TOKYO — Nissan Diesel Motor Co. Ltd. reaches agreement on a debt-restructuring plan with four Japanese banks in a deal that should provide the truckmaker with a financially stable future.

According to the plan, the Japanese banks would provide Nissan Diesel with a four-year credit line of ¥200 billion (US$1.96 billion). The truckmaker additionally will receive a capital injection of some ¥10 billion (US$98.1 million), probably through the issuance of convertible bonds or new shares — to be purchased either by the banks or by shareholder Nissan Motor Co. Ltd., which owns 22.5% of the truckmaker.

Renault SA, which bought 22.5% of Nissan Diesel when it acquired a 36.8% stake in Nissan Motor last March, reportedly was instrumental in negotiating the debt plan. The French automaker earlier had not been willing to include the truckmaking arm when it announced its restructuring for Nissan Motor last October.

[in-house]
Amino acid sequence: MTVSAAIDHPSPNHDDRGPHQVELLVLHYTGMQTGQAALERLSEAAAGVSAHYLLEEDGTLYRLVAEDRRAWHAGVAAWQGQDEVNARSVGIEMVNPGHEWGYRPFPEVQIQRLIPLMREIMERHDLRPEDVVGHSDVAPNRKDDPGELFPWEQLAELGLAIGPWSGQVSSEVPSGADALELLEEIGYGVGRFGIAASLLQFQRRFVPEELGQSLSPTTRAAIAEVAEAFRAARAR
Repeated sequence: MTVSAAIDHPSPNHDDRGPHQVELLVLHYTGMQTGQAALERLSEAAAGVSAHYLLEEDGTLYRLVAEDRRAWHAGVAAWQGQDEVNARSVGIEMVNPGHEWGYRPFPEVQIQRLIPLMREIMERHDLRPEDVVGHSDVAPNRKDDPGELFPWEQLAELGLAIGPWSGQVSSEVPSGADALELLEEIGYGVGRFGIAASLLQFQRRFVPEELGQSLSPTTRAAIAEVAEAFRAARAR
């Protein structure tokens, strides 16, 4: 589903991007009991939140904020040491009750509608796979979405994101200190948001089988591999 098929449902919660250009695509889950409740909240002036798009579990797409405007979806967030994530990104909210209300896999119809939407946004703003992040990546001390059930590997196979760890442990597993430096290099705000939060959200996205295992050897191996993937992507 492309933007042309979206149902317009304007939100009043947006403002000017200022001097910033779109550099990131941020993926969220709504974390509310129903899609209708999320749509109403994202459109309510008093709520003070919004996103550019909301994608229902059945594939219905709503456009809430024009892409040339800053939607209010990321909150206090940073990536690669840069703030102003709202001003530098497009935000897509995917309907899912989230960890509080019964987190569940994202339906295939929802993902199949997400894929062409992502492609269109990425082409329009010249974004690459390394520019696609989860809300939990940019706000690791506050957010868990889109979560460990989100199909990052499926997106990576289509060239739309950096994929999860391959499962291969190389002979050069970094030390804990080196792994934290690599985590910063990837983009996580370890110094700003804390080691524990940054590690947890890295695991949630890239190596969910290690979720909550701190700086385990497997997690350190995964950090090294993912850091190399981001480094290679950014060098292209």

The new agreement does not necessarily mean an imminent tie-up between Nissan Diesel and Renault truckmaking unit Renault VI. Renault officials say if the restructuring is a success and Nissan Diesel becomes profitable, there could be a partnership down the road. Such a partnership could result in cost savings of US$200 million in purchasing and product cooperation, reports say.

Renault is seeking to expand in Asia with or without Nissan Diesel, officials reportedly have said. Renault currently is in talks with South Korean automaker Samsung Motors Inc. (see story, p.2). It also is seeking opportunities in China.

Nissan Diesel is expected to announce additional restructuring in spring that most likely will result in the sale of non-core assets.